Ready as I’ll ever be

Friday was my last day at work. All my sub plans and copies have been ready since Monday, but I had a lot of work to do organizing and cleaning my room and grading papers and entering grades in my grade book. It was surreal to finally walk out of my classroom knowing I wouldn’t be back teaching until the beginning of February (my tentative return date). As I pulled out of the parking lot I said to myself, “Holy shit, I’m having a baby next week.” And then I promptly broke into wracking sobs because I still can’t believe how lucky I am to be having a second child. It’s hard for me to wrap me head around, even after these long nine months.

Yesterday my mom came to clean my house. Mi.Vida was at an all day music festival (I told him to go and have his last hurrah) and Osita was at my in-laws (who have been so insanely amazing taking her over the past month to give me time to rest) so it was just my mom and I at home cleaning. My mom did all the hard work and spent HOURS in my disgusting kitchen giving it a deep clean. I tidied much of the rest of the house, vacuumed and mopped floors and got my room organized enough to move the co-sleeper and rock n’ play chair next to my side of the bed. The whole house is basically clean now (though some trouble spots remain) and I suppose I’m as ready as I’ll ever be for this baby to make his grand debut.

I’ve had light contractions pretty much all day but I don’t have much hope that they’ll progress to actual labor. I’ve had FIVE false starts in the past three weeks and can’t really imagining anything coming of these light contractions. The good news is I’m not longer stressed out about whether or not they will become actual labor because I know that Tuesday we’ll be getting things moving no matter what.

In the meantime I have a new ailment and it’s a doozy. I’m not sure if you know what a prolapsed pile hemorrhoid is but I’m not going to explain (and I don’t suggest you google image search it because THAT is a mistake you can never unmake). Suffice to say that it’s INCREDIBLY painful and it has me all the more scared of labor and especially pushing. I’m hoping that they can do something about mine while I’m in the hospital after the baby is born because after labor it’s going to be excruciating and I can’t imagine going home with it worse than it is now. I can’t believe I have to deal with this on top of everything else right now; it just makes me want to get this baby out that much sooner.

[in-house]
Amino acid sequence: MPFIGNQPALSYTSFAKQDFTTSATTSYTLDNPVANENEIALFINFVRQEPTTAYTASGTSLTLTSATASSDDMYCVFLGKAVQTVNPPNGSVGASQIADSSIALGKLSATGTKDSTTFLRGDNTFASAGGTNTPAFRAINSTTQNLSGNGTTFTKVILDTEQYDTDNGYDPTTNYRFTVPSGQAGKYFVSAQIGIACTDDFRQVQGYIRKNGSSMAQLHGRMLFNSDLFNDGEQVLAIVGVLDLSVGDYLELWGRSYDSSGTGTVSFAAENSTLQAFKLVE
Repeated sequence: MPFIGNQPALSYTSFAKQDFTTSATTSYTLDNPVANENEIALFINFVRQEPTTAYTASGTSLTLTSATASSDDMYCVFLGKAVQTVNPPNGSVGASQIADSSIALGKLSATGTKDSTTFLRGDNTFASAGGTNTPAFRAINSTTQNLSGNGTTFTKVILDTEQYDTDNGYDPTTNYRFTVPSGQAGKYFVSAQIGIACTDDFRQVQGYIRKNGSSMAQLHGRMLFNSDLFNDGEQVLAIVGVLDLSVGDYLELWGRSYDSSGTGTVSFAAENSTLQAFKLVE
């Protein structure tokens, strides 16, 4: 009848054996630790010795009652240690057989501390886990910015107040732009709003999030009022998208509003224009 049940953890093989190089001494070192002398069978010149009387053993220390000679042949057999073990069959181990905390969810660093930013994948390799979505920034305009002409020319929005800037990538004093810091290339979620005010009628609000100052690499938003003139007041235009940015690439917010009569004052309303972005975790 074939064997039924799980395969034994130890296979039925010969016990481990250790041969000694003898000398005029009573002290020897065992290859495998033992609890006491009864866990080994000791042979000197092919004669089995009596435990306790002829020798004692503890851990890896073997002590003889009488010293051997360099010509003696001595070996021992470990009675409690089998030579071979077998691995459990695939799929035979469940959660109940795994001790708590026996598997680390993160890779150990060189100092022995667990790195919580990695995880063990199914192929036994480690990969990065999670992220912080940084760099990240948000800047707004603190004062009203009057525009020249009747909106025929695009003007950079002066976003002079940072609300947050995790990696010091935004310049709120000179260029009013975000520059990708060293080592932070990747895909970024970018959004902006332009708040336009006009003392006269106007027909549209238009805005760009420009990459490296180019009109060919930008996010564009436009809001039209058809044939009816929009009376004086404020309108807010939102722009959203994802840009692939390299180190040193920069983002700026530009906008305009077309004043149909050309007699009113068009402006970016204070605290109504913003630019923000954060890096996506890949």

Otherwise all seems to be well. I’m done at work. My house is clean. All the baby’s stuff is ready. Our bags are packed. My in-laws are on high alert to come pick up Osita when the time comes. At the very most I have 2.5 days left before I’m in the hospital preparing to bring him home. He’ll be here middle of next week! EEK!

I still can’t believe how incredibly lucky I am to be having this baby. When I think of where I was 10 months ago, saving money for one Hail-Mary round of ART, reading up on adoption, following a strict TCM diet so we could give our reproductive systems the best shot of making a baby, I never in a million years thought I’d be here right now, at the end of October, readying to welcome another baby into the world. Sometimes I still wonder if I’m going to wake up from this amazing dream. I hope I never do.

Low Point

Yesterday was a low point. I was very lucky to have two wonderful friends help me through and today I’m feeling much better. The most important change is that I talked to the sub and she is fine with me working next week. She will take other jobs at our school and hopefully, if I leave early, she can switch with the sub that is assigned to my classroom so that she’ll be in there the whole time I’m away. If not, the kids will survive. I have plans ready for a different person to be in there every day, so whatever happens is fine. I’m scheduled to be out starting the 21st no matter what, but I’m okay with that. That is my choice.

I can’t tell you how much I better I feel being in control of that situation. I hated the idea of being out when I didn’t need to be. It made me so panicky that he wouldn’t come. I know a lot of people can’t understand why I wouldn’t want to take advantage of an extra week off, but our financial situation is so dire that I would have been way more stressed spending a week at home “relaxing” than I would have being at work. One of the reasons I chose to be part time this year was so that working until my due date wouldn’t be so hard. I already took that financial blow, we can’t afford another. And now that I’m completely planned, I’m not worried at all about leaving at the last minute, with no warning. I know everything is where it needs to be at school for someone else to step in. Plus next week will be a breeze because it’s already all put together. I will hardly have to do a thing. It’s the best of both worlds, really. And it greatly alleviates my stress.